Friday, January 6, 2017

A 'Hospital' as Big as a City

Detroit Free Press, March 15, 1953 (enlarge)
The fact that Eloise had 7,300 more beds than other area hospitals or that interns were turned away in droves while other facilities struggled to fill their quotas didn't belie its enormity. The facility was more or less a small city onto itself. Add to that the staff of 2,300 doctors, nurses, police officers, firemen, janitors, bakers, cooks, farmers and just about any other position you can think up and its population was almost 10,000 in 1953.

While much of the article is a general rehashing of common knowledge about Eloise there are a few details of specification added to its history. The main one that stuck out to me was that they employed a 15 man police force. While security at a hospital is a given I just assumed that the county itself provided officers or that they were security guards. Maybe they were simply county deputies. Whichever way there was also a small jail that consisted of extra hospital rooms that were fitted with bars.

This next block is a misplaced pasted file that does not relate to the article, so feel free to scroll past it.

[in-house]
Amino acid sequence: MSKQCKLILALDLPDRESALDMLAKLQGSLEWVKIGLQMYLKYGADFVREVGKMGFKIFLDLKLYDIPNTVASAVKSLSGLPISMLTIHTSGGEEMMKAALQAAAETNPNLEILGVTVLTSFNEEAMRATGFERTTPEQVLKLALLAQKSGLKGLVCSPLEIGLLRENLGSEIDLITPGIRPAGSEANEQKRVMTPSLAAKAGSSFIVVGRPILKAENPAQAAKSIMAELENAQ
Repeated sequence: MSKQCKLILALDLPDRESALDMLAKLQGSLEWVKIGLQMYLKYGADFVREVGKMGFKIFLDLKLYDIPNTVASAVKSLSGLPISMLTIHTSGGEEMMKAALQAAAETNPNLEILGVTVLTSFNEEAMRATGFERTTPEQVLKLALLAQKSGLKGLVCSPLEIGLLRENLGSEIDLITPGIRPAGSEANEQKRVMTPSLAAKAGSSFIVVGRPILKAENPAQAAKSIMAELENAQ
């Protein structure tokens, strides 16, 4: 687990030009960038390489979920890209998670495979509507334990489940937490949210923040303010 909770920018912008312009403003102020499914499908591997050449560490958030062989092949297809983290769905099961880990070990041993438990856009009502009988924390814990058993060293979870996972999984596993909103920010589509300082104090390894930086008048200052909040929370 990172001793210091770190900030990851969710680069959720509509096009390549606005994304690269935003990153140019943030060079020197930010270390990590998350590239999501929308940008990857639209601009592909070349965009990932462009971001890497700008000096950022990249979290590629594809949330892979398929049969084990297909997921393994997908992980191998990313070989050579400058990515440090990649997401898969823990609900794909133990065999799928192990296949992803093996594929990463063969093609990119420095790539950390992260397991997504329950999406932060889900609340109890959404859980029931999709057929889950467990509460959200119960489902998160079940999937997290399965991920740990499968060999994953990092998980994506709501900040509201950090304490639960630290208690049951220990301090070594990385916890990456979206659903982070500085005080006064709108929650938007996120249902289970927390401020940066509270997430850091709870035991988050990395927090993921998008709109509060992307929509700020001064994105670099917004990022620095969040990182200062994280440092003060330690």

Another notable thing is the auditorium which featured movies twice a week as provided by loans from The Detroit Film Exchange. On Sundays the theater was turned into a church.

On the agricultural side the list of produce farmed included apples, peaches, pears, tomatoes, green and wax beans, red beets and carrots which provided fresh fruits and vegetables as well as canning stock while the greenhouse allowed for cut flowers throughout the hospital.

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